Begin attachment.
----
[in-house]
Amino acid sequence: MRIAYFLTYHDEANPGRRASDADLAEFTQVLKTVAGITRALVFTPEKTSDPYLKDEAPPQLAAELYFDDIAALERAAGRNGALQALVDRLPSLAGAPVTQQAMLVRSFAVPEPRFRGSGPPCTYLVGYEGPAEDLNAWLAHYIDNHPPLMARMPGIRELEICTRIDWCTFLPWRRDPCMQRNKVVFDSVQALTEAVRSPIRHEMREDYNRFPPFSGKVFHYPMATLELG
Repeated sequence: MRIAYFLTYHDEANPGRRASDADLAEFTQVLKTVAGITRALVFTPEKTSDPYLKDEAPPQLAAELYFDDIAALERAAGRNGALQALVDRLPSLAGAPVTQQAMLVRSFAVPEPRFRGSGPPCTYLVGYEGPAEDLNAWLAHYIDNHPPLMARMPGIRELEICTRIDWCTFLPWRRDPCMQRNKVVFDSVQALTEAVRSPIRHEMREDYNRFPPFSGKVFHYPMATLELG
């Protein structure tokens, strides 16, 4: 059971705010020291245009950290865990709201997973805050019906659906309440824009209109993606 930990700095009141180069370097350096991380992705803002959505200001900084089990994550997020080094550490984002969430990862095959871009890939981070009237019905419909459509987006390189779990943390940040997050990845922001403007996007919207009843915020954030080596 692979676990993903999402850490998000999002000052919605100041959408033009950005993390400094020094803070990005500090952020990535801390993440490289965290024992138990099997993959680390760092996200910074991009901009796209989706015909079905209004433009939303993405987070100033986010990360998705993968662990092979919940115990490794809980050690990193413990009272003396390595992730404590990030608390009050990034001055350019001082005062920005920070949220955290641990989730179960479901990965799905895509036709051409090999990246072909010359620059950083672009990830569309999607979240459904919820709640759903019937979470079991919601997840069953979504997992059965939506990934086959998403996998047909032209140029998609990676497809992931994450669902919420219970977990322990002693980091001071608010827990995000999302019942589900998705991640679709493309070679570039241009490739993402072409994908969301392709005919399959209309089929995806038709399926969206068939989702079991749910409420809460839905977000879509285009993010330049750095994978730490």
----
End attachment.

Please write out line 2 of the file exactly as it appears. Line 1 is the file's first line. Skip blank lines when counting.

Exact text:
Amino acid sequence: MRIAYFLTYHDEANPGRRASDADLAEFTQVLKTVAGITRALVFTPEKTSDPYLKDEAPPQLAAELYFDDIAALERAAGRNGALQALVDRLPSLAGAPVTQQAMLVRSFAVPEPRFRGSGPPCTYLVGYEGPAEDLNAWLAHYIDNHPPLMARMPGIRELEICTRIDWCTFLPWRRDPCMQRNKVVFDSVQALTEAVRSPIRHEMREDYNRFPPFSGKVFHYPMATLELG